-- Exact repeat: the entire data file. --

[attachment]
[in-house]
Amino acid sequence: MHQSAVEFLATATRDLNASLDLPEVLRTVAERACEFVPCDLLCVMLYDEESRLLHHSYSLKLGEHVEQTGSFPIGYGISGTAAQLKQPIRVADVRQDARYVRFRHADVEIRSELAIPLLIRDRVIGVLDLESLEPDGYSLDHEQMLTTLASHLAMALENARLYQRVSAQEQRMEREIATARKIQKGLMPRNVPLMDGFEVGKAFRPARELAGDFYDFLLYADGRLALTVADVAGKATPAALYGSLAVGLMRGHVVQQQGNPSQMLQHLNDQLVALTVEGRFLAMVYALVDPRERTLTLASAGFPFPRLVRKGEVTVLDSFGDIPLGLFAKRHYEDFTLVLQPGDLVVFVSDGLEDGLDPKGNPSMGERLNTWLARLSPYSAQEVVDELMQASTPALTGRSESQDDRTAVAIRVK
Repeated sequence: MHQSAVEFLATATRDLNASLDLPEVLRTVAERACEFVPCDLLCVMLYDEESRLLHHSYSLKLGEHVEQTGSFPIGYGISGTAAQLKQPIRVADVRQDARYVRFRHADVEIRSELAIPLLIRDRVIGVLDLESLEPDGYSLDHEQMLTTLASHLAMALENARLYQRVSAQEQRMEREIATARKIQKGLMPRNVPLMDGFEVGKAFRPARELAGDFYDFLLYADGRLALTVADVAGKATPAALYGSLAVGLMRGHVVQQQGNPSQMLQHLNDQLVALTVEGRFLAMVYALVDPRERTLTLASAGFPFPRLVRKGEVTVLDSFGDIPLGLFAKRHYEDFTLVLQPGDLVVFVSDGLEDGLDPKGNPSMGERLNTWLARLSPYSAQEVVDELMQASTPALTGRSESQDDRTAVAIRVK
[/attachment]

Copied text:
[in-house]
Amino acid sequence: MHQSAVEFLATATRDLNASLDLPEVLRTVAERACEFVPCDLLCVMLYDEESRLLHHSYSLKLGEHVEQTGSFPIGYGISGTAAQLKQPIRVADVRQDARYVRFRHADVEIRSELAIPLLIRDRVIGVLDLESLEPDGYSLDHEQMLTTLASHLAMALENARLYQRVSAQEQRMEREIATARKIQKGLMPRNVPLMDGFEVGKAFRPARELAGDFYDFLLYADGRLALTVADVAGKATPAALYGSLAVGLMRGHVVQQQGNPSQMLQHLNDQLVALTVEGRFLAMVYALVDPRERTLTLASAGFPFPRLVRKGEVTVLDSFGDIPLGLFAKRHYEDFTLVLQPGDLVVFVSDGLEDGLDPKGNPSMGERLNTWLARLSPYSAQEVVDELMQASTPALTGRSESQDDRTAVAIRVK
Repeated sequence: MHQSAVEFLATATRDLNASLDLPEVLRTVAERACEFVPCDLLCVMLYDEESRLLHHSYSLKLGEHVEQTGSFPIGYGISGTAAQLKQPIRVADVRQDARYVRFRHADVEIRSELAIPLLIRDRVIGVLDLESLEPDGYSLDHEQMLTTLASHLAMALENARLYQRVSAQEQRMEREIATARKIQKGLMPRNVPLMDGFEVGKAFRPARELAGDFYDFLLYADGRLALTVADVAGKATPAALYGSLAVGLMRGHVVQQQGNPSQMLQHLNDQLVALTVEGRFLAMVYALVDPRERTLTLASAGFPFPRLVRKGEVTVLDSFGDIPLGLFAKRHYEDFTLVLQPGDLVVFVSDGLEDGLDPKGNPSMGERLNTWLARLSPYSAQEVVDELMQASTPALTGRSESQDDRTAVAIRVK